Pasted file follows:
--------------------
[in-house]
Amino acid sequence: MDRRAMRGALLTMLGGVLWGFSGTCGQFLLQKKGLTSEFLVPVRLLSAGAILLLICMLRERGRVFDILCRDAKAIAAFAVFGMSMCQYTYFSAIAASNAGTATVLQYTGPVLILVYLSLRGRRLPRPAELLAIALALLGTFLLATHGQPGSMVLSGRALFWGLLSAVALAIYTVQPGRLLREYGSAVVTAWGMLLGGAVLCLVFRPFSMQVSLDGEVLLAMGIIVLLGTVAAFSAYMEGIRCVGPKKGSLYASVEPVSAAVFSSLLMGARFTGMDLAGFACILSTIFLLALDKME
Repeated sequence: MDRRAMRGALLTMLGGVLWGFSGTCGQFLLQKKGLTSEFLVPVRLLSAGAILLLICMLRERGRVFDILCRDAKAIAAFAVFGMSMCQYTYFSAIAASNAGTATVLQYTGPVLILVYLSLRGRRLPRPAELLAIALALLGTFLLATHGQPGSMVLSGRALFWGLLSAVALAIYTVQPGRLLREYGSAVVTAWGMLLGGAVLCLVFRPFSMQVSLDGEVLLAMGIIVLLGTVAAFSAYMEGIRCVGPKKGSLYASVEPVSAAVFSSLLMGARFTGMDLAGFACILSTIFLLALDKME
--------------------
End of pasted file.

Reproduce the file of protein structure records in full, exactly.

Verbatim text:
[in-house]
Amino acid sequence: MDRRAMRGALLTMLGGVLWGFSGTCGQFLLQKKGLTSEFLVPVRLLSAGAILLLICMLRERGRVFDILCRDAKAIAAFAVFGMSMCQYTYFSAIAASNAGTATVLQYTGPVLILVYLSLRGRRLPRPAELLAIALALLGTFLLATHGQPGSMVLSGRALFWGLLSAVALAIYTVQPGRLLREYGSAVVTAWGMLLGGAVLCLVFRPFSMQVSLDGEVLLAMGIIVLLGTVAAFSAYMEGIRCVGPKKGSLYASVEPVSAAVFSSLLMGARFTGMDLAGFACILSTIFLLALDKME
Repeated sequence: MDRRAMRGALLTMLGGVLWGFSGTCGQFLLQKKGLTSEFLVPVRLLSAGAILLLICMLRERGRVFDILCRDAKAIAAFAVFGMSMCQYTYFSAIAASNAGTATVLQYTGPVLILVYLSLRGRRLPRPAELLAIALALLGTFLLATHGQPGSMVLSGRALFWGLLSAVALAIYTVQPGRLLREYGSAVVTAWGMLLGGAVLCLVFRPFSMQVSLDGEVLLAMGIIVLLGTVAAFSAYMEGIRCVGPKKGSLYASVEPVSAAVFSSLLMGARFTGMDLAGFACILSTIFLLALDKME